Easter is over, some children are back to remote learning and some schools have adapted the amount of time students are required to learn online (or offline).
They adjusted the pace of holding lessons online and if you ask me, it was so necessary to do so!
Following lessons 6 hours a day, navigating through different communication systems at once (!), finding out where the information to lesson 3, page 8 is, and what exercises and homework is due tomorrow, in 3 days, or no… in 3 weeks requires skills that our children don’t have (yet!).
Not to mention that sometimes logging into a platform or accessing the messages, emails etc. wasn’t possible.
Every school has been trying to manage this situation in the best (?) possible way, trying to keep up the pace they had when meeting students in their real classrooms. But that’s not possible.
Everyone who has been working online for some time knows that communication channels need to be clearly defined and accessible to all, at all times, that for live classes we have to give (and receive!) clear instructions, safe links, and enough time to connect. Not everyone has super fast internet connections.
Dear everyone – colleague, teachers, educators, friends…. – please adjust the pace of learning, teaching and working!
We had a break (Easter), but after every kind of break we need time to readjust to this all. What seemed to be a sprint at the beginning, is a marathon: therefore we have to lower the pace and focus more on how we can make sure we all get to the finish line!
Last week I have spent more than 23 hours in online meetings, sessions with clients etc. not counting the time to prepare the meetings and sessions and all the admin that comes with running your own business.
I know it is possible to schedule them in a way that there is no overlapping. For my scheduling I use Acuity (but there are many other tools of course!) where I make sure I have buffer zones of 20 minutes that allow me to stretch, get some fresh air, drink or eat something in between meetings. Some of my colleagues spend 4 hours or more in a row, sitting in front of their screens, up to 16 hours a day. That’s simply not healthy! Although I think that I managed to keep up a good pace and manage to organize it all in the best possible way, I feel like my (brain) muscles are sore from this all. In addition to this all, the “emotional” aspect of this all ask our “emotional” muscles (I can’t find a better way to express that “feeling”; please share a better definition of this in the comments) are constantly stretched, highly alert… exhausted.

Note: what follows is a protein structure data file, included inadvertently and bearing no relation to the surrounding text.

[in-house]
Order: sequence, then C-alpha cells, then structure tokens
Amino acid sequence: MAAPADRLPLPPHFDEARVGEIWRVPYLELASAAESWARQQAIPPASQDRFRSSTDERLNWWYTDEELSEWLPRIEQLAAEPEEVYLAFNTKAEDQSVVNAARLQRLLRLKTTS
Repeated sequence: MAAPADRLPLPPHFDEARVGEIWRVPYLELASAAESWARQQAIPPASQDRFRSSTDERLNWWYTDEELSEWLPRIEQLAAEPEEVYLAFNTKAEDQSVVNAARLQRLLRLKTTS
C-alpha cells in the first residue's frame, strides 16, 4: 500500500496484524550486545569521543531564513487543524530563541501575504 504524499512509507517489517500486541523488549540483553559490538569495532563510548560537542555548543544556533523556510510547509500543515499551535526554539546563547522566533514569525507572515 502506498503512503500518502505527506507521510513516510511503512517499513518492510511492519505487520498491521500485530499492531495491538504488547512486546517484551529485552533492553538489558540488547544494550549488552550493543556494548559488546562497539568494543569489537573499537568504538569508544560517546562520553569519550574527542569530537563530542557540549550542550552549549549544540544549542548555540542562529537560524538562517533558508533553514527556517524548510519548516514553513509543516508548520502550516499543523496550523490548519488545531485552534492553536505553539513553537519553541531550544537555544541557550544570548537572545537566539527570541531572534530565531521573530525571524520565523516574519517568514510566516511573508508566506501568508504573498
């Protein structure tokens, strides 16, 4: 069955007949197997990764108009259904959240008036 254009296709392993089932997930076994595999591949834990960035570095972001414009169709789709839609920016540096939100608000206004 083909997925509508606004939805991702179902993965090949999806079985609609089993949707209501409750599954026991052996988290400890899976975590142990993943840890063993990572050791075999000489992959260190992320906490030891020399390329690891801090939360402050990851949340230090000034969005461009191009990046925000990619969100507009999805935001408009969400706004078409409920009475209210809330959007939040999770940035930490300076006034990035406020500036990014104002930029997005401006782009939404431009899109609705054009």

After several weeks of online work and learning, we should all assess what works, what doesn’t, and speak up! Let colleagues, organizers, managers, teachers, friends etc. know so that we all can “breathe” and go through this in the healthiest way.
For me it is clear that last week was an exception. This week I have scheduled less meetings, I spend more time outdoors and include workouts in my daily schedule. – And I think that my children need the same kind of time offline too. They won’t be learning less, and, honestly: we can’t compare the end of this year’s school year with any other one before. It is different, schools need to find ways to assess the progress and take the circumstance into consideration. Why are some worrying that “this generation will once be labelled with “those who graduated in the COVID19 year””: that’s our reality, that is how it was in other times too (war times come to mind – there are still people who minimize the effect of this pandemic or avoid thinking of it). – So, let’s adjust the pace!
Everything we’re doing needs to be enough. We are all doing our best giving the circumstances and bars should be lowered or somehow changed.
How are your teenagers doing after all these weeks of remote learning?
How does this all affect them, and you?
Please share in the comments.
And I’m off for a break – but will be back in… 20 mins or 30… hm… not sure 😉 …